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Ditch the Message Broker, Go Faster

Patrik Nordwall Akka Tech Lead, Lightbend

We often recommend asynchronous communication between Microservices by using a message broker, such as Kafka. What if you could have the same advantages of loosely coupled and reliable message delivery without the burden and cost of operating the broker infrastructure? As a bonus, you would gain low latency cross region delivery of messages.

In this post we will look at a preview of this brand new feature, which will be included in Akka Projections very soon.

In many cases we recommend using Event Sourcing in Akka for the source of truth and Akka Projections for the CQRS pattern to separate operations that write data from those that read the data.

In Akka Projections you process a stream of events from a source to a projected model or external system. Each event is associated with an offset representing the position in the stream. This offset is used for resuming the stream from that position when the projection is restarted.

When designing your Microservices, each service should own its data and have direct access to the database. Other services should then use the Service API to interact with the data. There must be no sharing of databases across different services as that would result in a too-tight coupling between the services. In this way, each microservice operates within a clear boundary, similar to the Bounded Context strategic pattern in Domain-driven Design.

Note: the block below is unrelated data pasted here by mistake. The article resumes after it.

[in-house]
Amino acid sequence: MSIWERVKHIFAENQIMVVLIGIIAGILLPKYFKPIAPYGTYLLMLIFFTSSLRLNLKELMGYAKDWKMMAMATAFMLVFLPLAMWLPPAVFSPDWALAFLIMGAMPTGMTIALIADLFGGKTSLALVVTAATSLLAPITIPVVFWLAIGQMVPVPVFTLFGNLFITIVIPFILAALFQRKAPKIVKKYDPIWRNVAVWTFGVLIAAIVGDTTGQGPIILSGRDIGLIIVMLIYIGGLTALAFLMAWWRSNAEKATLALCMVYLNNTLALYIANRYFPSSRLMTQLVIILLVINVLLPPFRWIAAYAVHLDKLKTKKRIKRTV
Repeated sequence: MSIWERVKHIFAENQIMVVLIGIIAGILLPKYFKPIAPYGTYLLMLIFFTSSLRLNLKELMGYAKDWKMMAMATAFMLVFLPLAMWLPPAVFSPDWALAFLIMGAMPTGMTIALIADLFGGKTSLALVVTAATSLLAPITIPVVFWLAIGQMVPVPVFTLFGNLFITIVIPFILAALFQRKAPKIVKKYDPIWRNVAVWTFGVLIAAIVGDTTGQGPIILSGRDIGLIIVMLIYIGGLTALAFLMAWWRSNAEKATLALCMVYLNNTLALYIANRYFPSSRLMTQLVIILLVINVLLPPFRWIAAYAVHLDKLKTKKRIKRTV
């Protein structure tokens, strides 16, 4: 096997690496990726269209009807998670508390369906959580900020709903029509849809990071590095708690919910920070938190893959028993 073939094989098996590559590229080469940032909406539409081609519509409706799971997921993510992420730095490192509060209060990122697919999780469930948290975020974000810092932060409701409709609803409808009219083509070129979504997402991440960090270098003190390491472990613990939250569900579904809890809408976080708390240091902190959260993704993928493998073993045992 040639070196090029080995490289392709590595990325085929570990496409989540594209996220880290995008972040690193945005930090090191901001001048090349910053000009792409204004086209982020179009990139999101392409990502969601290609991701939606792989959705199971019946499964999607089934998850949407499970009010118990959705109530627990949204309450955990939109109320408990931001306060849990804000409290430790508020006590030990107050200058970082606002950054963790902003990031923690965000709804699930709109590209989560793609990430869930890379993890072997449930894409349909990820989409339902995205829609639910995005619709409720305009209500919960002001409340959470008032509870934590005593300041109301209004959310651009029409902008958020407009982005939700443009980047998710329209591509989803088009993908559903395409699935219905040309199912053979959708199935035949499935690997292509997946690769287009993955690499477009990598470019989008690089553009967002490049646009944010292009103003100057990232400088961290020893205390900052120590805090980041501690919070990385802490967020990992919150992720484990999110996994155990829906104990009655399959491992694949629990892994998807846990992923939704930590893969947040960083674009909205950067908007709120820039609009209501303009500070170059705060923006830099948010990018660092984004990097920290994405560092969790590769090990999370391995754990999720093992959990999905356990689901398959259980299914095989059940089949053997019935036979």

The new Projections over gRPC module makes it easy to build brokerless service-to-service communication. It uses the event journal on the producer side and Akka Projections event processing and offset tracking on the consumer side. The transparent data transfer between producers and consumers is implemented with Akka gRPC.

  1. An Entity stores events in its journal in service A.
  2. Consumer in service B starts an Akka Projection which locally reads its offset for service A's replication stream.
  3. Service B establishes a replication stream from service A.
  4. Events are read from the journal.
  5. Event is emitted to the replication stream.
  6. Event is handled.
  7. Offset is stored.
  8. Producer continues to read new events from the journal and emit to the stream. As an optimization, events can also be published directly from the entity to the producer.

For simplicity, the above diagram shows one consumer service and one producer service. In reality, many consumers can subscribe to the event stream of a producer and consume the events at its own pace. The offset is tracked on the consumer side so that it can resume from the same point where it left off in case of restarts. Network connectivity issues don’t impact producers, and consumers will catch up with old events when the connection is back again.

The producer and consumer services can live in their own Akka Clusters and slices of all events will automatically be spread over the nodes in the cluster for load balancing.